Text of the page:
Apple spells out Verizon, AT&T iPhone differences

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We already know that the CDMA (Verizon) and GSM (AT&T and international) iPhones are ever-so-slightly different physically and internally—but just how different are the two iPhones in terms of actual, real-world usage?

On Wednesday, Apple published a new support document with the catchy headline iPhone: Understanding phone features. As it turns out, various rather mundane phone features work differently, depending on whether you’re using a GSM iPhone or a CDMA one.

GSM (Global System for Mobile Communications) and CDMA (Code Division Multiple Access) are two competing cellular network standards. In the U.S. both Verizon and Sprint largely use CDMA-based networks, with AT&T and T-Mobile using GSM. Internationally, GSM is far more commonplace, with CDMA used prominently in only a handful of countries.

Because of the two different network protocols, some calling features are toggled differently on the two phones. On a GSM iPhone, to turn Call Forwarding, Call Waiting, and Caller ID on or off, you launch the Settings app, tap Phone, and then adjust the appropriate control. Changing those same settings on a CDMA phone, however, requires dialing special codes—*72, *70, and *67, respectively. And for disabling Call Waiting or (outgoing) Caller ID, you need to dial those unique codes every single time you place a call.

Apple’s new document also highlights differences between how the two phones handle conference calls. GSM iPhones can support up to five simultaneous calls, while CDMA iPhones top out at two simultaneous calls. The document also directs CDMA iPhone owners to the iPhone User Guide, which spells out more limitations in CDMA’s implementation of conference calls: you can’t merge calls if the second call is incoming, and you can’t switch between calls if the second call was outgoing—though you can, in that case, merge the calls. And on CDMA iPhones, if you end the second call or the merged call, both calls are terminated. These conference call limitations are endemic to all Verizon CDMA phones, not just the iPhone.

Another difference highlighted in Apple’s knowledge base document is the way the two phones handle dialing pauses—a feature you might need if, for example, you’re dialing into an automated phone system. Soft pauses work identically: you tap and hold * (asterisk) while dialing; when editing a contact’s number, you tap the +*# key and then Pause. But if you want to dial a hard pause—one where the remaining digits aren’t dialed until you tap Dial a second time—your only option is a CDMA iPhone, because GSM iPhones don’t support hard pauses at all. To trigger the hard pause on a CDMA iPhone, you hold down # while dialing, or tap that +*# key and then choose Wait when editing a contact’s number.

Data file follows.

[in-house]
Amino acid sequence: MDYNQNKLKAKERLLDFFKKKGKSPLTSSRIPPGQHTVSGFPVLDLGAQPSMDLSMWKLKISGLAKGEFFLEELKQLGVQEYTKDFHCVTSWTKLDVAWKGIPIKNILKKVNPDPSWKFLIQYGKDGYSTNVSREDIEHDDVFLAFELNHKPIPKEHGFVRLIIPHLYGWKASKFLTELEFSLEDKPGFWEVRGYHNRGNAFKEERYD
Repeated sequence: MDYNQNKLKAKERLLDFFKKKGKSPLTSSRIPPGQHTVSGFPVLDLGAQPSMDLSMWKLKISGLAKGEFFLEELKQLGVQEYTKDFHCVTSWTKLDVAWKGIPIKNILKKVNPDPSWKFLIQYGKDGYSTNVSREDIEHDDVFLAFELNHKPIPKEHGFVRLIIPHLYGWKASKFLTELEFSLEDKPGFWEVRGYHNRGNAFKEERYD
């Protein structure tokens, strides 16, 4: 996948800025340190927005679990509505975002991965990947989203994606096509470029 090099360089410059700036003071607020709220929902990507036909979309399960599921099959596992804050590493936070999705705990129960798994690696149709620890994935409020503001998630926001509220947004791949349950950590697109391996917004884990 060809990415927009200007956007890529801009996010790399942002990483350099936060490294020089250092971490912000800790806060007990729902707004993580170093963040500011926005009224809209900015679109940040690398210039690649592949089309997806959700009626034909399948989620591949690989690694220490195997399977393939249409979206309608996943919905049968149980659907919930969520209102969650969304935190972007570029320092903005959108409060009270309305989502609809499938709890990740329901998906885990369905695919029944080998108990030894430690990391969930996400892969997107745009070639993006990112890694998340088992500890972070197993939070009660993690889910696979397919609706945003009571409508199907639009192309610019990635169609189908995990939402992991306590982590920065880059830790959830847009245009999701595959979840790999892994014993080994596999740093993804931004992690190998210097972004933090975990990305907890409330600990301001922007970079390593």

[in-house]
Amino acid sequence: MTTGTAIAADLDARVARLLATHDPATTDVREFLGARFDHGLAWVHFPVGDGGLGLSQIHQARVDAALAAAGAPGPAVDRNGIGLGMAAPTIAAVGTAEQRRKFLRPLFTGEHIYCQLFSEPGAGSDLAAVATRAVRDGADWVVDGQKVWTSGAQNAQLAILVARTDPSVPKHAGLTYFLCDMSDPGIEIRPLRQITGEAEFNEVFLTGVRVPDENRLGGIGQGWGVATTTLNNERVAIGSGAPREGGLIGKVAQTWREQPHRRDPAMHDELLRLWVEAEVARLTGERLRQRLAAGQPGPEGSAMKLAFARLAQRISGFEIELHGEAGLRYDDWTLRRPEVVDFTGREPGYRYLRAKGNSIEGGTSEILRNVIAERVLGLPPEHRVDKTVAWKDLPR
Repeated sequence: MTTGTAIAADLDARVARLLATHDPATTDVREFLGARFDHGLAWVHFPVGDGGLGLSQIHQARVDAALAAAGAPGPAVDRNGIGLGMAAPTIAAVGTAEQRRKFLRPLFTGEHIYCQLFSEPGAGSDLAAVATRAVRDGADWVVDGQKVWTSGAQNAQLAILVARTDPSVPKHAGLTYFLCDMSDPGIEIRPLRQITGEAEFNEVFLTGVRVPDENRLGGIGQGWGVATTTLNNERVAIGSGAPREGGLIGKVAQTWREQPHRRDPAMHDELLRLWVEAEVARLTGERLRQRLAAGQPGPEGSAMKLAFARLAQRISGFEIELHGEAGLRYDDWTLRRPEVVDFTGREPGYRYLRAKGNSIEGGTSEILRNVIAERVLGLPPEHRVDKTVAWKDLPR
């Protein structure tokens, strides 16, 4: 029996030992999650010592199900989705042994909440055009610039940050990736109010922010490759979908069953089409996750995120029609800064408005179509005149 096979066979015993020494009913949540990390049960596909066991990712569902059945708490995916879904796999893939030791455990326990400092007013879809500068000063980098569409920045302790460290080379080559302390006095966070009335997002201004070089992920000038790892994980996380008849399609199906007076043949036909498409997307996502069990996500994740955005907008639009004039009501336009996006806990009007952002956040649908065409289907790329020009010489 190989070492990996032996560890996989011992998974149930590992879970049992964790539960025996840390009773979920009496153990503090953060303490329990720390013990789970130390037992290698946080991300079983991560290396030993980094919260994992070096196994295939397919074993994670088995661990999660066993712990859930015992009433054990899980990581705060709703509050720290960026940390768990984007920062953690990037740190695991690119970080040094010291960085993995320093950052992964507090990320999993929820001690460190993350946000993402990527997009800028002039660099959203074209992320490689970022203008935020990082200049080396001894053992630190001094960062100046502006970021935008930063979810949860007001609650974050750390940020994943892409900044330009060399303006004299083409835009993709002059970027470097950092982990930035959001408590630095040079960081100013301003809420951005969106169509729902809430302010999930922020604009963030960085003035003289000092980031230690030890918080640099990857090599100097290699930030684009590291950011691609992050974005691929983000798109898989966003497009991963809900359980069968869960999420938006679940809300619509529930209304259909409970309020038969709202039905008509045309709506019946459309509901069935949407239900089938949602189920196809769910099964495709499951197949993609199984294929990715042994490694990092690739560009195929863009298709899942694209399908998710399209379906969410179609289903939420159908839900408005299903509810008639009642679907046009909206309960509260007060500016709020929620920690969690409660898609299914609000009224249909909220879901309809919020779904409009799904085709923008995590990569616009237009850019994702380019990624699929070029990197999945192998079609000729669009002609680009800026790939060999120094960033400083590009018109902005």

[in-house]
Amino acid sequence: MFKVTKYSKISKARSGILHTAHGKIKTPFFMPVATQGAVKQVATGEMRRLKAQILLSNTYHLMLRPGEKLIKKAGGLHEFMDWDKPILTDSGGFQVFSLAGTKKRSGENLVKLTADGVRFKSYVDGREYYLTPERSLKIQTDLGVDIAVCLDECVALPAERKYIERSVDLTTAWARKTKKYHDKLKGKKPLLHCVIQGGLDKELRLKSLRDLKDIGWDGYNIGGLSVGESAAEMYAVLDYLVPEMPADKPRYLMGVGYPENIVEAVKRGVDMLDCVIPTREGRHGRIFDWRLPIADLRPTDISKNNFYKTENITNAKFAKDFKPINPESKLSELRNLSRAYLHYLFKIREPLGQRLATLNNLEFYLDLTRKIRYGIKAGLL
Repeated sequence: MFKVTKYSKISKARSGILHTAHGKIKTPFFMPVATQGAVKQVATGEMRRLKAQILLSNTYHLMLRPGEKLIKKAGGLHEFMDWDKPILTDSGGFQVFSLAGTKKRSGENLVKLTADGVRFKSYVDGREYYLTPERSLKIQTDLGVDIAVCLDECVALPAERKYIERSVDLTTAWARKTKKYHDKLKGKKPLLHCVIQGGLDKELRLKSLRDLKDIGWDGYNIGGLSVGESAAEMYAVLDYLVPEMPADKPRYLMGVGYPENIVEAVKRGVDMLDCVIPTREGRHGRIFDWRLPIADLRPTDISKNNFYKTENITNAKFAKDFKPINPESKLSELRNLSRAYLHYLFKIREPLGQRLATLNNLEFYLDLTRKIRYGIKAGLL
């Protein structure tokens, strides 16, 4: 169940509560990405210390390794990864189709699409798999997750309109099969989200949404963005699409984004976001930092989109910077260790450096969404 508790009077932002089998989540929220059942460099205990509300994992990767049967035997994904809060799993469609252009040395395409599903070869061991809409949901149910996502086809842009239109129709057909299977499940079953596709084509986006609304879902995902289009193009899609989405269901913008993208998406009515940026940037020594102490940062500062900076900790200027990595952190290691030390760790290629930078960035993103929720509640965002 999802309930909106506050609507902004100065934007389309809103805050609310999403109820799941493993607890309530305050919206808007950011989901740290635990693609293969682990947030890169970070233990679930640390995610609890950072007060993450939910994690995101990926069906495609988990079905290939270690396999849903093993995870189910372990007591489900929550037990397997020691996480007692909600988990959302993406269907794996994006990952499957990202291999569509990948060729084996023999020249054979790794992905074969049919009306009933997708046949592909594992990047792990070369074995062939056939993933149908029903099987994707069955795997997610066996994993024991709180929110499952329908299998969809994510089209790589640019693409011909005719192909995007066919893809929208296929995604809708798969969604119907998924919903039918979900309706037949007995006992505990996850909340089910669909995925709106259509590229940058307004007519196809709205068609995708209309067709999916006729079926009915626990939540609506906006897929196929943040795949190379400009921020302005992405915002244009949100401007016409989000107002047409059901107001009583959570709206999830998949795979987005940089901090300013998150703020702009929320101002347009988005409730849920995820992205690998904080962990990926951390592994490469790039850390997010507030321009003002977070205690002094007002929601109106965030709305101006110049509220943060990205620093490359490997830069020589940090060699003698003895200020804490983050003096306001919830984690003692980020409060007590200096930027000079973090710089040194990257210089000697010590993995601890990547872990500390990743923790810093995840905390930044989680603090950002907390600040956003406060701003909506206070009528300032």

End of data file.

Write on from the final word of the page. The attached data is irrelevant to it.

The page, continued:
If you like putting your callers on Hold—as opposed to merely muting your end of the call—you’ll need a GSM iPhone. (You tap and hold the onscreen Mute button while on a call to trigger Hold.) CDMA networks don’t support that functionality.

Apple also acknowledges in the document that CDMA iPhones may have issues in certain cases when you attempt to dial phone numbers that contain alphabetic characters if they exceed the normal ten-digit limit. The only proposed solution is to manually edit the numbers as necessary.

So, why all these differences? As Verizon once advertised, “It’s the network.” While the two network technologies achieve the same end result—i.e., making your cell phone work—they do so in vastly different ways behind the scenes. CDMA networks package up data—your voice calls and your Internet usage—very differently from GSM phones. These calling differences, much like the fact that CDMA phones don’t support simultaneous data usage while on the phone, are simply related to differences in the core technical makeup of the networks themselves.

Whether these calling differences should influence your decision about whether to go with AT&T or Verizon for your next iPhone is, in the end, a personal decision. Obviously, if you’re already accustomed to the limitations of one network, you needn’t fear using the iPhone on it; the differences Apple describes in the new document are really true for all Verizon and AT&T phones, not just the iPhone. If, on the other hand, you’re considering a network switch, make sure you won’t lose a feature you rely on, like 5-way conference calls.

Presumably, neither Apple nor its customers—and probably not even Verizon—are happy with some of the limitations of CDMA networks. It's hard to say which of those three entities—Apple, Verizon, or consumers—is more eager for Verizon to complete its upgrade to the next-generation LTE standard, which should eliminate most of these frustrations.

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